Monday, December 14, 2009

Why We've Stopped Fighting Back Against the Forces of Oppression


Shortly before the 2000 U.S. presidential election, millions of Americans saw a clip of George W. Bush joking to a wealthy group of people, "What a crowd tonight: the haves and the haves-more. Some people call you the elite; I call you my base." Yet, even with these kind of inflammatory remarks, the tens of millions of U.S. citizens who had come to despise Bush and his arrogance remained passive in the face of the 2000 non-democratic presidential elections.

Perhaps the "political genius" of the Bush-Cheney regime was in their full realization that Americans were so broken that the regime could get away with damn near anything. And the more people did nothing about the boot slamming on their faces, the weaker people became.


When people become broken, they cannot act on truths of injustice. Furthermore, when people have become broken, more truths about how they have been victimized can lead to shame about how they have allowed it. And shame, like fear, is one more way we become even more psychologically broken.

U.S. citizens do not actively protest obvious injustices for the same reasons that people cannot leave their abusive spouses: They feel helpless to effect change. The more we don't act, the weaker we get. And ultimately to deal with the painful humiliation over inaction in the face of an oppressor, we move to shut-down mode and use escape strategies such as depression, substance abuse, and other diversions, which further keep us from acting. This is the vicious cycle of all abuse syndromes.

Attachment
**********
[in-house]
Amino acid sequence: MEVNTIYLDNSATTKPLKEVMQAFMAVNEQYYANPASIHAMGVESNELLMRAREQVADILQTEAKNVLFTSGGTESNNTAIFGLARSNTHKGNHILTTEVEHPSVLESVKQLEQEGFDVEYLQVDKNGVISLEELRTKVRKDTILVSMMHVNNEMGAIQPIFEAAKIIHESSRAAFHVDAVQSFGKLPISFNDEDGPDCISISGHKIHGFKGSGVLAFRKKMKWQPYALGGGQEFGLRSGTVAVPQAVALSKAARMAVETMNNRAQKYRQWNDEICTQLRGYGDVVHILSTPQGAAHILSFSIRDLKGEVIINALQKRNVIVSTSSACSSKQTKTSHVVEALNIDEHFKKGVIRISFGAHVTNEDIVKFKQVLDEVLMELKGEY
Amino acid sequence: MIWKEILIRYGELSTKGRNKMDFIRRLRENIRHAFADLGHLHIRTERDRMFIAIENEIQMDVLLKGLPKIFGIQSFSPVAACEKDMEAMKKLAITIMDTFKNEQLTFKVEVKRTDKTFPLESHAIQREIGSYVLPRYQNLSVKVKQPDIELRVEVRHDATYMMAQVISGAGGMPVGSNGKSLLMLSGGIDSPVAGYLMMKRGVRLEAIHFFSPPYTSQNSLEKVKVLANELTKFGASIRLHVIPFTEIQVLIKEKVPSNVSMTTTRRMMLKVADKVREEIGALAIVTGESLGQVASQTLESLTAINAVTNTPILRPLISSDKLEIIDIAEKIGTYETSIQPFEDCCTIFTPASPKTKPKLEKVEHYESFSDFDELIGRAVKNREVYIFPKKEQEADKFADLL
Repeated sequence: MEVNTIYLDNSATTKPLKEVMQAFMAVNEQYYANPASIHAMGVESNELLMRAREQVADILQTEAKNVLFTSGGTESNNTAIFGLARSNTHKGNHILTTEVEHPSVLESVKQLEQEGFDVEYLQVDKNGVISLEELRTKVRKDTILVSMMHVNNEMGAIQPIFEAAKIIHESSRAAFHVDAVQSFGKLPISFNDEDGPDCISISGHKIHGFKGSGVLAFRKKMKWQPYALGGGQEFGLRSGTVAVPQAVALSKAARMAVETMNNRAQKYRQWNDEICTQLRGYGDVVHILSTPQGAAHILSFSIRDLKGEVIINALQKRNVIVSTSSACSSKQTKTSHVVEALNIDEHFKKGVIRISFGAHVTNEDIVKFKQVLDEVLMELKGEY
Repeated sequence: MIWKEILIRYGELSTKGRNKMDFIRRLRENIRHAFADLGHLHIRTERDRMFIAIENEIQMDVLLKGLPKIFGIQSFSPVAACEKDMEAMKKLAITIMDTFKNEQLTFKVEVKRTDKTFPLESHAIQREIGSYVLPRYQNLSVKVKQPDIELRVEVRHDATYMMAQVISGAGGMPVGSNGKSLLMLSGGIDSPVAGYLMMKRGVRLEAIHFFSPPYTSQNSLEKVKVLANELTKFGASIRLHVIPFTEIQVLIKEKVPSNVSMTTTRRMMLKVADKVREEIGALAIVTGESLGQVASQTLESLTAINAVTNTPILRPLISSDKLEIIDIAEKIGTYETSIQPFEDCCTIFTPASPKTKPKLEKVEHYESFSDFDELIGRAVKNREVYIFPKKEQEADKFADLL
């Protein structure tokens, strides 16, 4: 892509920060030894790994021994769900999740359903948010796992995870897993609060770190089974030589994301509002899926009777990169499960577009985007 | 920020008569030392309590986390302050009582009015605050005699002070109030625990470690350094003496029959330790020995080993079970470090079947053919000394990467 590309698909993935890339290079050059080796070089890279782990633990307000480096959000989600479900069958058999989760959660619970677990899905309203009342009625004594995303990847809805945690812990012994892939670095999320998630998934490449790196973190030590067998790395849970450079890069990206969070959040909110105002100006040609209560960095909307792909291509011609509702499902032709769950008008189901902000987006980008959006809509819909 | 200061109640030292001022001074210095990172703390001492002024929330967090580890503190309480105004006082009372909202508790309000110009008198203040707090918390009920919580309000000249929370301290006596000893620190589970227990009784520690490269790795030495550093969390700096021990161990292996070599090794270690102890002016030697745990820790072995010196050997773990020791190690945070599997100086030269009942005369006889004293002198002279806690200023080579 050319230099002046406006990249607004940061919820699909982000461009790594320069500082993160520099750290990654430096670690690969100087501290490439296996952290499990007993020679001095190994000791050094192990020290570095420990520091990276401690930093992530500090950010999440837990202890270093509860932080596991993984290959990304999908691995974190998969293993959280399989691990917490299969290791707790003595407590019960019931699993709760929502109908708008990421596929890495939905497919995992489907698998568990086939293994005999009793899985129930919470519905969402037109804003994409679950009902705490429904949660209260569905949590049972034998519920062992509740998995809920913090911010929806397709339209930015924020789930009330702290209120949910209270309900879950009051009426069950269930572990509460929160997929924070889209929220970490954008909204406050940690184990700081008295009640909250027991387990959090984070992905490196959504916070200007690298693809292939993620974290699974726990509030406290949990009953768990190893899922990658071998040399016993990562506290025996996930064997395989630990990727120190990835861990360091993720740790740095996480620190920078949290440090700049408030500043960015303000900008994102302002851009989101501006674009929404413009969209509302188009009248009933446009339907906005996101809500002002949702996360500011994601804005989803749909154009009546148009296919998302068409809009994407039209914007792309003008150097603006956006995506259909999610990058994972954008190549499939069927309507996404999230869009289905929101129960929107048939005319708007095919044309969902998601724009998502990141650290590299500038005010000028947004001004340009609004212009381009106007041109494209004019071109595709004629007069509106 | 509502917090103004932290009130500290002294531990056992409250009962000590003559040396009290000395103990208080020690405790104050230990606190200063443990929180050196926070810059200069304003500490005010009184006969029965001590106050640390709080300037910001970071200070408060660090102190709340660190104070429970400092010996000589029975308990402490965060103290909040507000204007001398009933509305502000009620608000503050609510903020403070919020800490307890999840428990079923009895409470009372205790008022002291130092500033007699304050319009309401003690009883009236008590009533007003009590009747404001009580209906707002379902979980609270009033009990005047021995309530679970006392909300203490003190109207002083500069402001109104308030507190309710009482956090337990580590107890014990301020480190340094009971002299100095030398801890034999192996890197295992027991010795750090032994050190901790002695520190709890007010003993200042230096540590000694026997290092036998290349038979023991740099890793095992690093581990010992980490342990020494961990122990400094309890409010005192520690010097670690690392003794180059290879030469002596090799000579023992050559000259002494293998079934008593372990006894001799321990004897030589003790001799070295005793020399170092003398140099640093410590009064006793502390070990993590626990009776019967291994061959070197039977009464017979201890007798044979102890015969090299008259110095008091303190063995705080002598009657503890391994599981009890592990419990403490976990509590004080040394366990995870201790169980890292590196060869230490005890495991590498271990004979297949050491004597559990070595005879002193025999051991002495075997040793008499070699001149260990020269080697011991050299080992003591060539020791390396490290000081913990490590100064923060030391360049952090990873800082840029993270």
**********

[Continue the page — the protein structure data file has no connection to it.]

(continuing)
Much more

Yeah, I know, it sounds kind of whiny. I'm usually not one who readily embraces victim oriented narratives about politics and society--personally, I'm much more fond of storylines where the oppressed rise up against their oppressors, empowering themselves instead of cowering in dark corners. But if you're able to get past the sort of Lifetime channel metaphor in the essay, it's a great read.

Indeed, it hits on several of the themes about which I write here at Real Art, social isolation, debt and fear of job loss, corporate control of the political class, schools as training for submission to authority, social control through psychiatric meds and institutions, television as a means of normalizing capitalist control over society, commercialization and commodification of everything. Really, the point here is that our collective political life, whatever that means these days, is extraordinarily influenced by forces that we don't really think of as being political, and these forces, when viewed in their entirety, greatly serve the elites at the top of the heap, while rendering the hopes, dreams, and fears of most Americans quite meaningless.

That is, our great democracy is totally fucked up, nobody is doing anything about it, and nobody appears to understand the situation enough to actually do anything about it, even if they wanted to.

Go read this essay. It's good stuff.